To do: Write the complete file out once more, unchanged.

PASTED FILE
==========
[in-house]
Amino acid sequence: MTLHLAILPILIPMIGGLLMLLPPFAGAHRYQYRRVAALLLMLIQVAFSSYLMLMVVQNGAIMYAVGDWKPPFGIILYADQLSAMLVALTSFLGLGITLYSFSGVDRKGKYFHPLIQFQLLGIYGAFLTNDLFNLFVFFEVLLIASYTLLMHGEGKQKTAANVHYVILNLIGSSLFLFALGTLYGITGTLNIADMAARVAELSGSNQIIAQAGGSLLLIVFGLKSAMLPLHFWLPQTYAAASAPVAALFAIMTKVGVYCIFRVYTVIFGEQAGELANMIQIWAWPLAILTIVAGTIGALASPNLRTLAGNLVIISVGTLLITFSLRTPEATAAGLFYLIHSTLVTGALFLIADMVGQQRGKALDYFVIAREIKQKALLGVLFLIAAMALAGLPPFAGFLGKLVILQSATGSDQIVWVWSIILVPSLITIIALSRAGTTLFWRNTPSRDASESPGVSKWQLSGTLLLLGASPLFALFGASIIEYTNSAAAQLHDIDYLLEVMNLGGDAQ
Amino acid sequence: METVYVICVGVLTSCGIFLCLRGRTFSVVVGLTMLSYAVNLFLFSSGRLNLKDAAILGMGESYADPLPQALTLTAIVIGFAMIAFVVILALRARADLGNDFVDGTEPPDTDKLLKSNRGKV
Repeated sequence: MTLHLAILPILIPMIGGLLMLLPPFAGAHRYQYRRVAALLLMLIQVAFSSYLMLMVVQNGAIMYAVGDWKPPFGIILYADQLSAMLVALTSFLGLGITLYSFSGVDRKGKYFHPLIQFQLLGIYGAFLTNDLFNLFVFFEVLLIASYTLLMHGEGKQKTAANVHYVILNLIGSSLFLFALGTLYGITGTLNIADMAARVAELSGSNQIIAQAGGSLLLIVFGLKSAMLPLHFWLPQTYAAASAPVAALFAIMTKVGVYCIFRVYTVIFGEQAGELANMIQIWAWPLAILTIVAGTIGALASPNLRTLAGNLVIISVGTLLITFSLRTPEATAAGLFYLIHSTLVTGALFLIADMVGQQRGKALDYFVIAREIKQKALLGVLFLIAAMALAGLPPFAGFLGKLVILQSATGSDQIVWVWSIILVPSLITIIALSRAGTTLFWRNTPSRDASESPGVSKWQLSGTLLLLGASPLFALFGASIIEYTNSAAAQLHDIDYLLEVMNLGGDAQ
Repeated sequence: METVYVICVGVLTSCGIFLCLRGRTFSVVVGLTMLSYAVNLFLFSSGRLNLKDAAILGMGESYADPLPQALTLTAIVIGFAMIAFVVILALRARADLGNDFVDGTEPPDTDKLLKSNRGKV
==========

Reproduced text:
[in-house]
Amino acid sequence: MTLHLAILPILIPMIGGLLMLLPPFAGAHRYQYRRVAALLLMLIQVAFSSYLMLMVVQNGAIMYAVGDWKPPFGIILYADQLSAMLVALTSFLGLGITLYSFSGVDRKGKYFHPLIQFQLLGIYGAFLTNDLFNLFVFFEVLLIASYTLLMHGEGKQKTAANVHYVILNLIGSSLFLFALGTLYGITGTLNIADMAARVAELSGSNQIIAQAGGSLLLIVFGLKSAMLPLHFWLPQTYAAASAPVAALFAIMTKVGVYCIFRVYTVIFGEQAGELANMIQIWAWPLAILTIVAGTIGALASPNLRTLAGNLVIISVGTLLITFSLRTPEATAAGLFYLIHSTLVTGALFLIADMVGQQRGKALDYFVIAREIKQKALLGVLFLIAAMALAGLPPFAGFLGKLVILQSATGSDQIVWVWSIILVPSLITIIALSRAGTTLFWRNTPSRDASESPGVSKWQLSGTLLLLGASPLFALFGASIIEYTNSAAAQLHDIDYLLEVMNLGGDAQ
Amino acid sequence: METVYVICVGVLTSCGIFLCLRGRTFSVVVGLTMLSYAVNLFLFSSGRLNLKDAAILGMGESYADPLPQALTLTAIVIGFAMIAFVVILALRARADLGNDFVDGTEPPDTDKLLKSNRGKV
Repeated sequence: MTLHLAILPILIPMIGGLLMLLPPFAGAHRYQYRRVAALLLMLIQVAFSSYLMLMVVQNGAIMYAVGDWKPPFGIILYADQLSAMLVALTSFLGLGITLYSFSGVDRKGKYFHPLIQFQLLGIYGAFLTNDLFNLFVFFEVLLIASYTLLMHGEGKQKTAANVHYVILNLIGSSLFLFALGTLYGITGTLNIADMAARVAELSGSNQIIAQAGGSLLLIVFGLKSAMLPLHFWLPQTYAAASAPVAALFAIMTKVGVYCIFRVYTVIFGEQAGELANMIQIWAWPLAILTIVAGTIGALASPNLRTLAGNLVIISVGTLLITFSLRTPEATAAGLFYLIHSTLVTGALFLIADMVGQQRGKALDYFVIAREIKQKALLGVLFLIAAMALAGLPPFAGFLGKLVILQSATGSDQIVWVWSIILVPSLITIIALSRAGTTLFWRNTPSRDASESPGVSKWQLSGTLLLLGASPLFALFGASIIEYTNSAAAQLHDIDYLLEVMNLGGDAQ
Repeated sequence: METVYVICVGVLTSCGIFLCLRGRTFSVVVGLTMLSYAVNLFLFSSGRLNLKDAAILGMGESYADPLPQALTLTAIVIGFAMIAFVVILALRARADLGNDFVDGTEPPDTDKLLKSNRGKV